A tweet for Sky Bet featuring Gary Neville has been banned after a watchdog found the former footballer’s strong appeal among under-18s broke gambling ad rules.
The promoted tweet on February 9 contained an embedded video clip from The Overlap football podcast, which showed Neville discussing which team might win the Premier League.
The Sky Bet logo appeared intermittently throughout the video and text at the end stated: “Brought to you by Sky Bet.”
The Advertising Standards Authority (ASA) investigated whether the ad included an individual who was likely to be of strong appeal to under-18s, and therefore breached the advertising code.
Sky Bet said they “firmly believed” that Neville did not hold strong appeal to under-18s, while The Overlap, a YouTube series sponsored by Sky Bet and produced by Neville, was “distinctly adult in tone and did not feature any content of a childish nature”.
They acknowledged that Neville was well known for his time at Premier League club Manchester United, where he was one of the “Class of 92” team which won the FA Youth Cup in 1992 and went on to form the basis of Manchester United’s highly successful senior team.
However they pointed out that 1992 was more than 30 years ago and more than a decade before today’s 18-year-olds were born, while his professional playing career ended in 2011, when today’s 18-year-olds would have been five or six years old.
As of March 2023, Neville had 5,504,262 Twitter/X followers, of which 1% were aged 13 to 17, as were 5% of his 1.6 million Instagram followers.
Twitter/X believed the ad did not breach any of their current policies and said they had not received any complaints in relation to it.
The ASA said the UK Code of Broadcast Advertising guidance classed retired footballers who had moved into punditry as likely to be of “moderate risk” of strong appeal to under-18s, and stated that they would be assessed on the basis of their media profile.
While he did not have active public personal accounts on YouTube, Twitch or Snapchat, he did post regularly on TikTok, Facebook, Instagram and Twitter/X.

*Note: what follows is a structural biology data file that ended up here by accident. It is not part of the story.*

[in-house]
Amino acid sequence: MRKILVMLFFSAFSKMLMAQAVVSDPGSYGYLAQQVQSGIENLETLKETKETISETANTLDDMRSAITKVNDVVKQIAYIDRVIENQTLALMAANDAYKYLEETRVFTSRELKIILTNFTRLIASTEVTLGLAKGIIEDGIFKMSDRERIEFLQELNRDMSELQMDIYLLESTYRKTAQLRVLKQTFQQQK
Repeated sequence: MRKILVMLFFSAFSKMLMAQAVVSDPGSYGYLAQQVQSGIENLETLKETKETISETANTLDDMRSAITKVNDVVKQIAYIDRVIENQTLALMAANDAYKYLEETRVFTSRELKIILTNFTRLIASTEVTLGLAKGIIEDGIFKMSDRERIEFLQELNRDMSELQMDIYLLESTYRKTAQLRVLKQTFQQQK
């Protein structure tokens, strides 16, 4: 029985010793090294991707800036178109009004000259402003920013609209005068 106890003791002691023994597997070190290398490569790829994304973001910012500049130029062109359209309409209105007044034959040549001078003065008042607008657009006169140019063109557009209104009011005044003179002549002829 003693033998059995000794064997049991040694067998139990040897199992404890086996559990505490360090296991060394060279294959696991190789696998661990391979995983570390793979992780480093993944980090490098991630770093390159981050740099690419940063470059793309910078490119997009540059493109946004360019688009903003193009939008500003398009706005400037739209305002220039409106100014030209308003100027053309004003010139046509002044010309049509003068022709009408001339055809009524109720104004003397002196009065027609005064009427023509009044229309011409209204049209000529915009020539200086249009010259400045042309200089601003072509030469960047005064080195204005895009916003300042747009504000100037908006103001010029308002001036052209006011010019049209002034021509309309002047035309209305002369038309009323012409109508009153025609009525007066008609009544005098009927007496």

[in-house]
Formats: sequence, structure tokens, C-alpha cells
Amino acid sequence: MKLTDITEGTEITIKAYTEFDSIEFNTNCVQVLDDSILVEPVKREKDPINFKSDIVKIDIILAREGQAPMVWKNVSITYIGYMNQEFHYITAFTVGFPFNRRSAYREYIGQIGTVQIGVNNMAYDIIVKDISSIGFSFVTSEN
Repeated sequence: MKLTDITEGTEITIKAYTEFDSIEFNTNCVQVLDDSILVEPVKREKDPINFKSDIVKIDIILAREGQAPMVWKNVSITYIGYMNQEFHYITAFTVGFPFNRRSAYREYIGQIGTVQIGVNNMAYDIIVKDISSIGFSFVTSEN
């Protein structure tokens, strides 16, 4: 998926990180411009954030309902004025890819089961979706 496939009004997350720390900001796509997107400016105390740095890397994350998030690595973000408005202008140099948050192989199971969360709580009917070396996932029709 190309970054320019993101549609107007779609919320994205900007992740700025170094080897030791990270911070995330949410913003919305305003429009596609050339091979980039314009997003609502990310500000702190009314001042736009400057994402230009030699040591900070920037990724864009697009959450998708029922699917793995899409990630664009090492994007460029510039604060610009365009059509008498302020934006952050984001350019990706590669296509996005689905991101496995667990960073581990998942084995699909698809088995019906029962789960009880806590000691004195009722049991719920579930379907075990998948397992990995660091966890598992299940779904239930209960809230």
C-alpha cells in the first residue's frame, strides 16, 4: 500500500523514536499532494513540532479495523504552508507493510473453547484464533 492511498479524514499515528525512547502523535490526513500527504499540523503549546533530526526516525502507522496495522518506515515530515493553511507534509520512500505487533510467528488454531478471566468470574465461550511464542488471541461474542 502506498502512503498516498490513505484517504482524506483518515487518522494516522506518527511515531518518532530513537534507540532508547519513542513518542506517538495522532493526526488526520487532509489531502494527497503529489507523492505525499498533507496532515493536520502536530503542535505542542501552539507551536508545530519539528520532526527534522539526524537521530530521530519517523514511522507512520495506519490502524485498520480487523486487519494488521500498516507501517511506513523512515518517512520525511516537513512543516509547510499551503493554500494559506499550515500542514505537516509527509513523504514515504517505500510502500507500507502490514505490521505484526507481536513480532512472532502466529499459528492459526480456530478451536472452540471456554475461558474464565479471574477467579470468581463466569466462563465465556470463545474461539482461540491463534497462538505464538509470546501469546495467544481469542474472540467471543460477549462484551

Although figures for under-18 followers on TikTok and Facebook were not available, of his 1.6 million Instagram followers, 5% were registered as under 18, which amounted to 80,000 users, while he had more than 55,000 under 18 followers on Twitter/X.
The ASA said: “Although they made up a small proportion of his total Instagram and Twitter/X followers, we considered that over 135,000 followers aged under 18 was a significant number in absolute terms.
“We therefore considered that because he had such large numbers of social media followers that were under 18, he was of inherent strong appeal to under-18s.”
It concluded that the ad was irresponsible, adding: “We told Sky Bet not to include a person or character who had strong appeal to those under 18 years of age in their advertising in future.”
A spokesman for Flutter, the parent company to Sky Bet, said: “We fundamentally disagree with this decision and the flawed process which led to this outcome – it defies both precedent and common sense.
“The ASA did not receive a single complaint from the public or wider stakeholders about the social media post in question.
“We will be seeking an independent review of this case while we consider other options open to us.”